In Novartis vs. Lee, the Federal Circuit sided with the USPTO, in part, when it held that an applicant is not entitled to patent term adjustment for any time accrued during continued examination, even if the RCE was filed more than three years after the application date. Notably, the court held that:
The better reading of the language is that the patent term adjustment time should be calculated by determining the length of the time between application and patent issuance, then subtracting any continued examination time (and other time identified in (i), (ii), and (iii) of (b)(1)(B)) and determining the extent to which the result exceeds three years. Such a reading ensures that applicants recover for any “delay[s] due to the failure of the [PTO],” without allowing the applicant to recover for “any time consumed by continued examination,” as the statute requires. Id. § 154(b)(1)(B)(i).
This ruling finally puts to rest the open question as to whether RCE cutoff of the accrual B-delay should only apply if the RCE is filed prior to the three-year mark.
What is the take away? In a nutshell, if possible, avoid filing an RCE during prosecution. In addition to being placed on the “slow-pile” where prosecution may be delayed for more than a year, filing an RCE may cost you patent term adjustment. An RCE may be avoided by implementing certain housekeeping habits during prosecutions, such as (1) planning ahead and introducing claim amendments prior to issuance of a final Office Action, (2) conducting Examiner interviews early in prosecution to get the application in condition for allowance, etc. For example, consider conducting an Examiner interview after issuance of the first Office Action if it is apparent that the Examiner does not understand the invention. More times than not, a brief telephonic interview will move the application closer to allowance than a well-crafted 20-page response.
An alternative to an RCE is the USPTO’s After-Final Consideration Program 2.0. Under this Pilot Program 2.0, each applicant must request that the after final response should be considered, which may be done using form PTO/SB/434.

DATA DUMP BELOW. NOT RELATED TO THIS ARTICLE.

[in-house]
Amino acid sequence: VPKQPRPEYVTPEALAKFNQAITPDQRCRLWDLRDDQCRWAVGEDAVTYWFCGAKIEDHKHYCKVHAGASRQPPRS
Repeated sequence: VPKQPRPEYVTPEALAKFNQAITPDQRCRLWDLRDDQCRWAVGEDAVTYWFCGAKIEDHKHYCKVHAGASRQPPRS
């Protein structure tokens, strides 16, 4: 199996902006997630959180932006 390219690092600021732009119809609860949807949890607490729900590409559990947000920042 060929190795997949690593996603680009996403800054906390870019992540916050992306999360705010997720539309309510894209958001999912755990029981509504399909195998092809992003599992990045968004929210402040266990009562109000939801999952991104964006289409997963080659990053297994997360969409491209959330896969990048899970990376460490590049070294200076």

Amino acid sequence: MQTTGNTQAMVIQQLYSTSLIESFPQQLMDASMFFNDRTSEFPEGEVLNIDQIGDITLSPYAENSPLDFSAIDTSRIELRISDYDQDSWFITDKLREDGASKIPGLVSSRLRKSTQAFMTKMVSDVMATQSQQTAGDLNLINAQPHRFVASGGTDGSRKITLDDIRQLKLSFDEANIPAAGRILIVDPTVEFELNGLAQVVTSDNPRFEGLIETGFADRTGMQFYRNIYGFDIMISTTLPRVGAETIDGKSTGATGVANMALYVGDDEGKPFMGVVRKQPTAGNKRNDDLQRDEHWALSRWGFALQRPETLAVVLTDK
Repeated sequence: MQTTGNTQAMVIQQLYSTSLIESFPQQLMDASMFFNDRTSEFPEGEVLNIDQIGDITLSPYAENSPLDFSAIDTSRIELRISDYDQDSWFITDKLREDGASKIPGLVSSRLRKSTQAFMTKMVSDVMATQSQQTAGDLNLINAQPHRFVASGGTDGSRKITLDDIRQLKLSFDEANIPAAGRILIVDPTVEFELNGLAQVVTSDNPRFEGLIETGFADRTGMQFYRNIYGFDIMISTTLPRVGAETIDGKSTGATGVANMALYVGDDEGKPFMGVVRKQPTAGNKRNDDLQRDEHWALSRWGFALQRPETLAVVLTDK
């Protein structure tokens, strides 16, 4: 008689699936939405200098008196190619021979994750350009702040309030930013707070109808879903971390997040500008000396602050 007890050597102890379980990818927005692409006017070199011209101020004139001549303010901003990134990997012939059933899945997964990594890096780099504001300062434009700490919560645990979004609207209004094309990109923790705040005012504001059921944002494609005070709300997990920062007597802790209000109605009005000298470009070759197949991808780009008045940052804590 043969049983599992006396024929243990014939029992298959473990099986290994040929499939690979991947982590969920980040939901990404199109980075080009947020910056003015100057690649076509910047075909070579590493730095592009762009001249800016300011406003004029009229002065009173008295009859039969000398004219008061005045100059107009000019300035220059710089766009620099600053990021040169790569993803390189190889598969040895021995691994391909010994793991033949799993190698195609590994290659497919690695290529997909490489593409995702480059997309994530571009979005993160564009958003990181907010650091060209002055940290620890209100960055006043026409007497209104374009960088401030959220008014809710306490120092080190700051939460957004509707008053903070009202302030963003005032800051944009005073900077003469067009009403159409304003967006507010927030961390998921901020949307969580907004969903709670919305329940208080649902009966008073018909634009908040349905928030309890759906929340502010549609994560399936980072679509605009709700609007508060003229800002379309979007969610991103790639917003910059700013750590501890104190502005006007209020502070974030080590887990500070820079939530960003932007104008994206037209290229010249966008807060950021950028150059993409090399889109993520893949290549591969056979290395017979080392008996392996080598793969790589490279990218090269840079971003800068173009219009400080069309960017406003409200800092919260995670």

The form requires that the applicant agree to an interview if the Examiner decides it is necessary. The only other requirement is that at least one independent claim needs to be amended and not in a manner that broadens the scope of the claim. There are no additional fees. The USPTO recently extended this pilot program to September 30, 2014. You can find more information here: http://www.uspto.gov/patents/init_events/afcp.jsp.
Next steps? Review your patent portfolio to see if any patents issued within the past 180 days (where an RCE was used during prosecution) are eligible for a recalculation. The PTA can be corrected via a request for reconsideration under 37 C.F.R. 1.705(d) within two months after issuance (if you need sample, let me know). For patents issued more than two months, litigation appears to be the only option.
By Keisha Hylton-Rodic, Ph.D., J.D.
Dr. Hylton-Rodic is an Of Counsel in the firm. She specializes in assisting pharmaceutical and chemical companies with protecting their inventions in the U.S. and globally; and assessing risk when making key business decisions such as developing/launching products, licensing technology; and acquiring technology and other companies.
The opinions expressed are those of the author and do not necessarily reflect the views of the firm or its clients, or any of its or their respective affiliates. This article is for general information purposes and is not intended to be and should not be taken as legal advice.